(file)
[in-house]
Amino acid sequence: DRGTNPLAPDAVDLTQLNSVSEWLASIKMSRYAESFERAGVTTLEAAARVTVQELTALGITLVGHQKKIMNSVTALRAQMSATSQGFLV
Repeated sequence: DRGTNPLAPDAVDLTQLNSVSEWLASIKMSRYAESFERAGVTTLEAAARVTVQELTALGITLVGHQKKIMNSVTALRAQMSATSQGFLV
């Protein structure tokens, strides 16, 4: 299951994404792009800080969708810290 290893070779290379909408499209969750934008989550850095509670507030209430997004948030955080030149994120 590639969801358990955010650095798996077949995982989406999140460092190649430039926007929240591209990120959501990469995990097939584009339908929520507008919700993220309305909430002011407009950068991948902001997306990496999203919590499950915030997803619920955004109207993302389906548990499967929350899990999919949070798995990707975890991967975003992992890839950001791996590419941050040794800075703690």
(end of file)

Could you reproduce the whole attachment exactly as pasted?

[in-house]
Amino acid sequence: DRGTNPLAPDAVDLTQLNSVSEWLASIKMSRYAESFERAGVTTLEAAARVTVQELTALGITLVGHQKKIMNSVTALRAQMSATSQGFLV
Repeated sequence: DRGTNPLAPDAVDLTQLNSVSEWLASIKMSRYAESFERAGVTTLEAAARVTVQELTALGITLVGHQKKIMNSVTALRAQMSATSQGFLV
């Protein structure tokens, strides 16, 4: 299951994404792009800080969708810290 290893070779290379909408499209969750934008989550850095509670507030209430997004948030955080030149994120 590639969801358990955010650095798996077949995982989406999140460092190649430039926007929240591209990120959501990469995990097939584009339908929520507008919700993220309305909430002011407009950068991948902001997306990496999203919590499950915030997803619920955004109207993302389906548990499967929350899990999919949070798995990707975890991967975003992992890839950001791996590419941050040794800075703690």